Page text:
Another day we went to the woods to augment the firewood supply.  Usually that's a move of desperation in January but with no snow it was just another fall-ish day. Andy managed to take down at least a dozen moribund ash trees which is about the only species that burns well without curing.  Holly was thrilled.

"A walk in the woods?  Heck, yes!"

Once they were down Andy pulls them out into the field to dismember.  It's safer than using the chainsaw with brush and whippy saplings underfoot and around you.


Despite the lack of snow the day presented other challenges.  Fortunately it was only this one wheel that found a soft spot.  Andy was able to back up and get away from the area without further problems.


The field next to the woods was put into soybeans last year by the fellow who rents land from us.  He never did harvest them last fall, due to the heavy rains I suppose.  They seem to be standing OK and not deteriorating but the fields are floating now, so they may end up a loss.  That would be a shame.  Someone has made use of them, though.  It's out of focus but some enterprising chipmunk or red squirrel has packed soybeans into the cavity of this damaged sapling at about chest height.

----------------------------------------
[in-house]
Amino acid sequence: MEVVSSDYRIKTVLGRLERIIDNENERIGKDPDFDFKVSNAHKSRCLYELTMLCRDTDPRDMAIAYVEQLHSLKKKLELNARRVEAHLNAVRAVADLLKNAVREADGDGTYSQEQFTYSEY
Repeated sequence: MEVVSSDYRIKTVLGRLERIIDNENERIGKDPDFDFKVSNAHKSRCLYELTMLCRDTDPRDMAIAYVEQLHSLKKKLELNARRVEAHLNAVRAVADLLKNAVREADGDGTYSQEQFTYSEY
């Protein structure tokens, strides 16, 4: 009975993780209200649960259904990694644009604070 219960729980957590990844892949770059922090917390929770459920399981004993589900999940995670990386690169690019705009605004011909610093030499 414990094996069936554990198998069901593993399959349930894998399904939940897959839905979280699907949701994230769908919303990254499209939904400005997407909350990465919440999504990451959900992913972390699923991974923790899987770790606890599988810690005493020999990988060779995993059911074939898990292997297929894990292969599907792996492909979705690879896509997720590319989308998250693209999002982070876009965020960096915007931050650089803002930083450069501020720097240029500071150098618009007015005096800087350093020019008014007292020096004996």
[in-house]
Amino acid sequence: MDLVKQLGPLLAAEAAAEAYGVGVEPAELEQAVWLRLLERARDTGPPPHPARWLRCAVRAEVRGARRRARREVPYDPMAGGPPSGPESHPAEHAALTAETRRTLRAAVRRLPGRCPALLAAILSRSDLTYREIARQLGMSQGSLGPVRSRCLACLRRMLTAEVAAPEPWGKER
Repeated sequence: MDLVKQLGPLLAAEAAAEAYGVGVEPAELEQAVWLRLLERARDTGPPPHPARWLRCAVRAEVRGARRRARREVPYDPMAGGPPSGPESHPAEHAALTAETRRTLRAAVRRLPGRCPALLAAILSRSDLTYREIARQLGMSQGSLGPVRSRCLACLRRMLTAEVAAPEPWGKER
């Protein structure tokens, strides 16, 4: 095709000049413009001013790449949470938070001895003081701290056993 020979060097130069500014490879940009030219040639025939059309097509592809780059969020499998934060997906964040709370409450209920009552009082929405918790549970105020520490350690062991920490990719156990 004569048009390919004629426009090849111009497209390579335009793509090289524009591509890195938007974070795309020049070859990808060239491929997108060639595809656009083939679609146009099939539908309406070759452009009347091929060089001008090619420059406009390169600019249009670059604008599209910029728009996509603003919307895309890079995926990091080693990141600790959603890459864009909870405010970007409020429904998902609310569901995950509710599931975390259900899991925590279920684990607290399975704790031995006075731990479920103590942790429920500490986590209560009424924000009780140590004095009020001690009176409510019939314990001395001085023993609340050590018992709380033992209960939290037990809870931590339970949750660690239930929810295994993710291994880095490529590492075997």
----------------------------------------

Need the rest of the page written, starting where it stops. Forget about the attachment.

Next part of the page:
Other woodsy critters were taking food out of the trees rather than putting it in.  Here a woodpecker has made a neat rectangular hole (bit hard to see but take my word for it) which is a hallmark of a pileated woodpecker.


Being in the woods is thirsty work and Holly tiptoed into this puddle of ice water for a drink.

"Wild water is the best!  Lots of flavor!"

Makes me shiver just to think of putting my feet in it.